UCLA men’s basketball falls to Washington in double overtime
Junior guard Bryce Alford rises up for a game-tying 3-pointer with less than 10 seconds to go in regulation. (Owen Emerson/Daily Bruin senior staff)
|No. 25 UCLA||93|
By Matt Joye
Jan. 2, 2016 12:15 a.m.
SEATTLE — Bryce Alford limped into the UCLA locker room, 48 minutes of game action wearing the soles of his shoes thin.
The junior guard gave it all he had – two 3-pointers in the final 22 seconds of regulation, another game-tying 3-pointer at the end of the first overtime, and 17 made free throws. Alford single handedly scored 19 of his team’s final 28 points, forcing the game into not only a first overtime, but a second overtime as well.
It was one of the most compelling clutch performances in recent UCLA history, but Alford will only remember the game by the end result: a 96-93 loss.
“Any loss is about the same. And we knew we had to come get this one, we just didn’t play well enough to do it,” Alford said. “Already trying to forget about it.”
The first 38 minutes of the game certainly were something worth forgetting about, with both teams looking like they hadn’t picked up a basketball since Christmas. Up until the final five minutes of regulation, there were more turnovers than made field goals.
“Too many turnovers, too many lost opportunities in the first half,” said coach Steve Alford, whose team gave the ball away a season-high 25 times. “I thought we were very settled in and did a good job defensively, but too many turnovers.”
Seemingly everyone on the floor had trouble holding on to the ball, including Bryce Alford. Before his scoring barrage in the final moments of regulation, he was one for 12 from the field, with six turnovers and zero assists.
“Obviously that was one of my worst nights in my career going into the last couple minutes of the game,” Alford said.
Alford wasn’t alone, as Tony Parker had one of his worst games in recent memory as well. The senior forward/center had more turnovers – four – than made field goals – three – and missed several point-blank shots in the paint. Parker struggled to get in a rhythm all night as he and several other Bruins were plagued with foul trouble.
“There were a lot (of fouls), and you got to adjust and be able to handle that,” Steve Alford said. “Obviously we didn’t handle it very well.”
Even with all of the foul trouble, the Bruins still managed to hold a 33-28 lead at halftime, because they significantly outperformed the Huskies at the foul line. That’s where Bryce Alford particularly shined, as he attacked relentlessly and made 17 of his 18 free throw attempts.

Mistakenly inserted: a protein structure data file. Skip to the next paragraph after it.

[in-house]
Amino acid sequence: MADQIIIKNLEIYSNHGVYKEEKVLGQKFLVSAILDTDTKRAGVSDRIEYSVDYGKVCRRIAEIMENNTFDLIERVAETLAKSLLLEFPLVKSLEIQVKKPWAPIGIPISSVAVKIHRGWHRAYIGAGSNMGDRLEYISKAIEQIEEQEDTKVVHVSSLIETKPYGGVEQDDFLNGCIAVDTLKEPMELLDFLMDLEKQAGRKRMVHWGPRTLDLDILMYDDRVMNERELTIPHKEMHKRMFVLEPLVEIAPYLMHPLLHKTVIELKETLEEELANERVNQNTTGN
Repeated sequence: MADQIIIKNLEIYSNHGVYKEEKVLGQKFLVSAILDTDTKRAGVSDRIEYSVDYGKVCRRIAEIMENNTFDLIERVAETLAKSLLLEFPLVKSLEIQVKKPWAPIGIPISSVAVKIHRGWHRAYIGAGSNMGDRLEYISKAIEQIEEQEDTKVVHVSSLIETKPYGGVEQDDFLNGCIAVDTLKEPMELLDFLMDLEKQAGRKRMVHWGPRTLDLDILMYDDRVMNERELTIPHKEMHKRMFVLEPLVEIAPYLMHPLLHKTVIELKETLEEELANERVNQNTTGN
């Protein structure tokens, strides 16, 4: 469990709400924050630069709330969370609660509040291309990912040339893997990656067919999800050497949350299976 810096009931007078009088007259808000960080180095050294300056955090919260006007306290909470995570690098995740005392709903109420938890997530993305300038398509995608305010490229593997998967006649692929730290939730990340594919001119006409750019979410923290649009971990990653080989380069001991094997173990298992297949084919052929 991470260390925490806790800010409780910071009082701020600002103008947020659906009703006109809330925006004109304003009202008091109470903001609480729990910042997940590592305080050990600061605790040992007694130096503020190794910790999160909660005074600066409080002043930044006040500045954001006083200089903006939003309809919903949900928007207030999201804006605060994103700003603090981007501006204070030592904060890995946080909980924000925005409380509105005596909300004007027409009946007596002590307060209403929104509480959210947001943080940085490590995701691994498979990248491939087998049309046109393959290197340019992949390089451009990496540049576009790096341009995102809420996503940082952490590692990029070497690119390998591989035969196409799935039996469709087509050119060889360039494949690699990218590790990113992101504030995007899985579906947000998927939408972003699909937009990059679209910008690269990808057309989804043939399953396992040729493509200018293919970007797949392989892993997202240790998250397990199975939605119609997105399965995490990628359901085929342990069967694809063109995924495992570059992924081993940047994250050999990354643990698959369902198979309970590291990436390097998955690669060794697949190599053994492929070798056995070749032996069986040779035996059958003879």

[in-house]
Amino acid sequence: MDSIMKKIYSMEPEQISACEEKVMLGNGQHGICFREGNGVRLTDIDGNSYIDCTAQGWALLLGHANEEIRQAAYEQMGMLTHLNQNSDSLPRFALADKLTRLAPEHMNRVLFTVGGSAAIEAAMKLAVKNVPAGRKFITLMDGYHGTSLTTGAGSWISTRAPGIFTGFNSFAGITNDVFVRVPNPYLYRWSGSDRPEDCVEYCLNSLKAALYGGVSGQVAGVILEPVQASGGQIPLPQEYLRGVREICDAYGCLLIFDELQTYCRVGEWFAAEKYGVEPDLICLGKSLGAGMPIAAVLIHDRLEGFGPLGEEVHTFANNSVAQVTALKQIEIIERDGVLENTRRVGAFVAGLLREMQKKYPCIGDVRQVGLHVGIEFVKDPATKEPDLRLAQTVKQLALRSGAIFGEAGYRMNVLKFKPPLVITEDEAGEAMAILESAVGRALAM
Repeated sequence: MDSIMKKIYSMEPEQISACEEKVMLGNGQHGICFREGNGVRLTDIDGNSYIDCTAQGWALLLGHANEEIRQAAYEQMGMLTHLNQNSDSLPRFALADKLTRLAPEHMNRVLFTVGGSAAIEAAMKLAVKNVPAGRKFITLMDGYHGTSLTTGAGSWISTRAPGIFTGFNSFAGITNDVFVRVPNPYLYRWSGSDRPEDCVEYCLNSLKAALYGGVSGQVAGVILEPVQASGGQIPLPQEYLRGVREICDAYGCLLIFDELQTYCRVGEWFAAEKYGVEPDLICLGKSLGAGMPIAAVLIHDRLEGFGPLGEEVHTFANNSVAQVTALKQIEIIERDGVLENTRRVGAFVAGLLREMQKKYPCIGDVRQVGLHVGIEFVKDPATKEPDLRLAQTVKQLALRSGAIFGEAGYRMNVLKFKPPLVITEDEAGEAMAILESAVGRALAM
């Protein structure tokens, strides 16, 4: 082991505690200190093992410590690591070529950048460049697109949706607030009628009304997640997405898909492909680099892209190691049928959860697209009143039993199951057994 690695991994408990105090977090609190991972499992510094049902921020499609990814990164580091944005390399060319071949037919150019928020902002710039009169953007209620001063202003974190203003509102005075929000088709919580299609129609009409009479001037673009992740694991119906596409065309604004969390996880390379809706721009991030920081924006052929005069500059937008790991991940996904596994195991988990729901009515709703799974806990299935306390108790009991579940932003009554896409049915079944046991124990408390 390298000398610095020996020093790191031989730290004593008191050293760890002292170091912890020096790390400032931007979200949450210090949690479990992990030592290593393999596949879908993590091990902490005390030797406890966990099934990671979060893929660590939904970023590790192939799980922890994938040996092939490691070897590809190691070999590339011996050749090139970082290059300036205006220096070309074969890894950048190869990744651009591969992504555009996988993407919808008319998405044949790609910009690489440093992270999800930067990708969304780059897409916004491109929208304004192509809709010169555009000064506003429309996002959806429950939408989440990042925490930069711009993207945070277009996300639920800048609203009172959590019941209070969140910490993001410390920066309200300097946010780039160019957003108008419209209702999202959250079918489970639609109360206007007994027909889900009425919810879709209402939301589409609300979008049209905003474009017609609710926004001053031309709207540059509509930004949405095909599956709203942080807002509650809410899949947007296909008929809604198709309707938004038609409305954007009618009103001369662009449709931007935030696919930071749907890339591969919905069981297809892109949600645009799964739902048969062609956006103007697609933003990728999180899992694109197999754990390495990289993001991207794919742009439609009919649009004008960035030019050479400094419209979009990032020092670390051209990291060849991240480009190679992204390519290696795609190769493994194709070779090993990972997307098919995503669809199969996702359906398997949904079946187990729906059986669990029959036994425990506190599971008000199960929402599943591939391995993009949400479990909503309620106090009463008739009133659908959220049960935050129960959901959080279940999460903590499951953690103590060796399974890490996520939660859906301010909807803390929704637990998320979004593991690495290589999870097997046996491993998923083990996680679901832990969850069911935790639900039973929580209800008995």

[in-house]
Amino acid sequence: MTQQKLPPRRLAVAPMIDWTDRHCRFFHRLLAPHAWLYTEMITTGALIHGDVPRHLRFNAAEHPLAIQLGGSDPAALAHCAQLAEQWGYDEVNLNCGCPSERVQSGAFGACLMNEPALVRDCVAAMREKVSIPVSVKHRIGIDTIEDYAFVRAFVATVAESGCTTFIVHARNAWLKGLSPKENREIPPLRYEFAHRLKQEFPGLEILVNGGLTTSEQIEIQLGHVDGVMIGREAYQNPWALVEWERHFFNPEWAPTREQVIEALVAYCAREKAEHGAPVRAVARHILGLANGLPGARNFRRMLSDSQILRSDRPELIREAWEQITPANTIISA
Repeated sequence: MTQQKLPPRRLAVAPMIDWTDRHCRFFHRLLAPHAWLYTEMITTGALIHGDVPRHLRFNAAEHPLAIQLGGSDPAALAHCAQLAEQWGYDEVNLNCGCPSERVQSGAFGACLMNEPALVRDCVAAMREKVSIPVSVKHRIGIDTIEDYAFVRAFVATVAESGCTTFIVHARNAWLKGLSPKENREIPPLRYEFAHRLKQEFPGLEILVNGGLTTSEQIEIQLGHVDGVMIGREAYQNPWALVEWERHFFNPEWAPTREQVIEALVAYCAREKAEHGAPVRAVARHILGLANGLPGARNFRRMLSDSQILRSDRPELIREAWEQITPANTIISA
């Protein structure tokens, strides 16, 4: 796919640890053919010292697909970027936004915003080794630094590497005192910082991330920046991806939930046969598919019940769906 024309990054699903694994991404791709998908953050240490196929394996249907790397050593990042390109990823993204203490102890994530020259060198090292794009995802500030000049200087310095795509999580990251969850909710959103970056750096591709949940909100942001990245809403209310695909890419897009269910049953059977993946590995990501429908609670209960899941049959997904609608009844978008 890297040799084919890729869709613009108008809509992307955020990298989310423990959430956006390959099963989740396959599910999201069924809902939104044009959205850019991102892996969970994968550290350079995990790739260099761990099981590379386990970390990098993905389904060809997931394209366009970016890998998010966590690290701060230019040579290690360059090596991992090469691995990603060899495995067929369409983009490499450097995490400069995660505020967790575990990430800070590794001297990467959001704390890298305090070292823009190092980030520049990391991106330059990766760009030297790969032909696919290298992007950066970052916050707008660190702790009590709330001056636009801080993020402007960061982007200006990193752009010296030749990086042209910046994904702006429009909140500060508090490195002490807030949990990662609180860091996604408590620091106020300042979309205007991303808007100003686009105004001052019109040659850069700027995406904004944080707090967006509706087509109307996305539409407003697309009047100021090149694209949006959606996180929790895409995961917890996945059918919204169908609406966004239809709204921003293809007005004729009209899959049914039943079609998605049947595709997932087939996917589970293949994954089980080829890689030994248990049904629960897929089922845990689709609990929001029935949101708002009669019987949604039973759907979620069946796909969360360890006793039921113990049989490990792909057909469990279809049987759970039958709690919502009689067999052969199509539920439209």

But eventually, UCLA just committed too many fouls, forcing inexperienced players into the game, and forcing the defensive strategy to change.
“Because we were in foul trouble we just couldn’t play man (defense), especially in the second half,” Steve Alford said. “We really couldn’t could not afford to go man and get after them the way we thought we could man them, because of foul trouble we had to play a lot more zone.”
With the Bruins in a 2-3 zone for much of the second half, not only did they surrender some 3-pointers, but they also allowed a slew of offensive rebounds. The Huskies had 13 second-chance points in the second half, dominating the Bruins on the offensive glass time and time again. All of a sudden, a game that once saw UCLA leading by as many as 10 points saw Washington leading by seven.
“We just weren’t able to get the stops we needed,” Steve Alford said.
It looked like UCLA was going to fade away as the game wore on, especially after the Huskies hit a huge 3-pointer to go up by four points with 32 seconds left. But Bryce Alford just wouldn’t quit, charging up the floor and making one contested shot after another.
He made one with 22 seconds left, with a hand in his eyes, bringing UCLA’s deficit to one.
He made one with nine seconds left, tying the game and sending it to overtime.
He did the exact same thing at the end of the first overtime, keeping the game alive once more.
“When my team needs me, I think that’s when I’m at my best,” he said.
Alford did just about everything he could, it just wasn’t quite enough.
As he walked gingerly outside of the locker room after the game, several Washington players went out of their way to pay their respects to Alford, who finished with 30 points. It was one of the best clutch performances in recent memory, one that left many in Alaska Airlines Arena speechless. But all Alford will remember is another lost chance at an elusive Pac-12 road sweep.
“We wanted to come get a sweep – something we didn’t do last year at all, and didn’t do it my freshman year either,” Alford said. “So it’s something we’ve really been harping on is to try and come here and start the season with a sweep. … Already trying to forget about it, (but) obviously it’s going to be tough tonight.”